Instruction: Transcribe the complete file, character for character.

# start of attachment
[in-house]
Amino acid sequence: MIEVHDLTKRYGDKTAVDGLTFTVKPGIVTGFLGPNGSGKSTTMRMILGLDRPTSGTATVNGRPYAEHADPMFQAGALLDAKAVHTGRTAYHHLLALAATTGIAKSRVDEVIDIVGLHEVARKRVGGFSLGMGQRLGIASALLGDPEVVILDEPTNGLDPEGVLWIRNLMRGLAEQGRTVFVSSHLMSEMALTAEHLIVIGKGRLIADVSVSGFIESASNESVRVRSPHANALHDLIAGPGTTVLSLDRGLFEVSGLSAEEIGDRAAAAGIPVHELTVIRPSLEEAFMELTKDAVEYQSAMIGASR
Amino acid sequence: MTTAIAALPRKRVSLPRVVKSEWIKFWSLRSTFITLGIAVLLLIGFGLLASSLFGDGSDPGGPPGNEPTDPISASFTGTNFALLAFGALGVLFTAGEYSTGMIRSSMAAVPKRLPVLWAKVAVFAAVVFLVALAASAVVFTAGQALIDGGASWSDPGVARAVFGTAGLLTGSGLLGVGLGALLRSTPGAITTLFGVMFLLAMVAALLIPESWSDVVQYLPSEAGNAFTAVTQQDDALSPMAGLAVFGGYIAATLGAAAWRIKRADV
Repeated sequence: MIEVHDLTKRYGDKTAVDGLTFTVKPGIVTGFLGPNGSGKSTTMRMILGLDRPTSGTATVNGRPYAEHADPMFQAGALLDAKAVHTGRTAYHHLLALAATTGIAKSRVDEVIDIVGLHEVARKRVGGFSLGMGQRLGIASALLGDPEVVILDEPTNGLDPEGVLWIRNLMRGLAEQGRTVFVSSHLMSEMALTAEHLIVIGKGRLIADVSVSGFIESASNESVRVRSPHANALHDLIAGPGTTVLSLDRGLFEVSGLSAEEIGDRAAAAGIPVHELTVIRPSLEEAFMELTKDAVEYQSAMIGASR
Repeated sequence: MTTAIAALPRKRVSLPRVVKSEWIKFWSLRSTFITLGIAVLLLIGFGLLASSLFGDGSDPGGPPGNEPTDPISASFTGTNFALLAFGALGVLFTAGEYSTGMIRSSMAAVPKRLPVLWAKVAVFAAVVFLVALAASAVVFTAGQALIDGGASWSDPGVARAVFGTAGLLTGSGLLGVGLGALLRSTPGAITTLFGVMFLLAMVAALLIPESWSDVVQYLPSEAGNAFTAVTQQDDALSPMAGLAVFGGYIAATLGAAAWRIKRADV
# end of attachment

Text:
[in-house]
Amino acid sequence: MIEVHDLTKRYGDKTAVDGLTFTVKPGIVTGFLGPNGSGKSTTMRMILGLDRPTSGTATVNGRPYAEHADPMFQAGALLDAKAVHTGRTAYHHLLALAATTGIAKSRVDEVIDIVGLHEVARKRVGGFSLGMGQRLGIASALLGDPEVVILDEPTNGLDPEGVLWIRNLMRGLAEQGRTVFVSSHLMSEMALTAEHLIVIGKGRLIADVSVSGFIESASNESVRVRSPHANALHDLIAGPGTTVLSLDRGLFEVSGLSAEEIGDRAAAAGIPVHELTVIRPSLEEAFMELTKDAVEYQSAMIGASR
Amino acid sequence: MTTAIAALPRKRVSLPRVVKSEWIKFWSLRSTFITLGIAVLLLIGFGLLASSLFGDGSDPGGPPGNEPTDPISASFTGTNFALLAFGALGVLFTAGEYSTGMIRSSMAAVPKRLPVLWAKVAVFAAVVFLVALAASAVVFTAGQALIDGGASWSDPGVARAVFGTAGLLTGSGLLGVGLGALLRSTPGAITTLFGVMFLLAMVAALLIPESWSDVVQYLPSEAGNAFTAVTQQDDALSPMAGLAVFGGYIAATLGAAAWRIKRADV
Repeated sequence: MIEVHDLTKRYGDKTAVDGLTFTVKPGIVTGFLGPNGSGKSTTMRMILGLDRPTSGTATVNGRPYAEHADPMFQAGALLDAKAVHTGRTAYHHLLALAATTGIAKSRVDEVIDIVGLHEVARKRVGGFSLGMGQRLGIASALLGDPEVVILDEPTNGLDPEGVLWIRNLMRGLAEQGRTVFVSSHLMSEMALTAEHLIVIGKGRLIADVSVSGFIESASNESVRVRSPHANALHDLIAGPGTTVLSLDRGLFEVSGLSAEEIGDRAAAAGIPVHELTVIRPSLEEAFMELTKDAVEYQSAMIGASR
Repeated sequence: MTTAIAALPRKRVSLPRVVKSEWIKFWSLRSTFITLGIAVLLLIGFGLLASSLFGDGSDPGGPPGNEPTDPISASFTGTNFALLAFGALGVLFTAGEYSTGMIRSSMAAVPKRLPVLWAKVAVFAAVVFLVALAASAVVFTAGQALIDGGASWSDPGVARAVFGTAGLLTGSGLLGVGLGALLRSTPGAITTLFGVMFLLAMVAALLIPESWSDVVQYLPSEAGNAFTAVTQQDDALSPMAGLAVFGGYIAATLGAAAWRIKRADV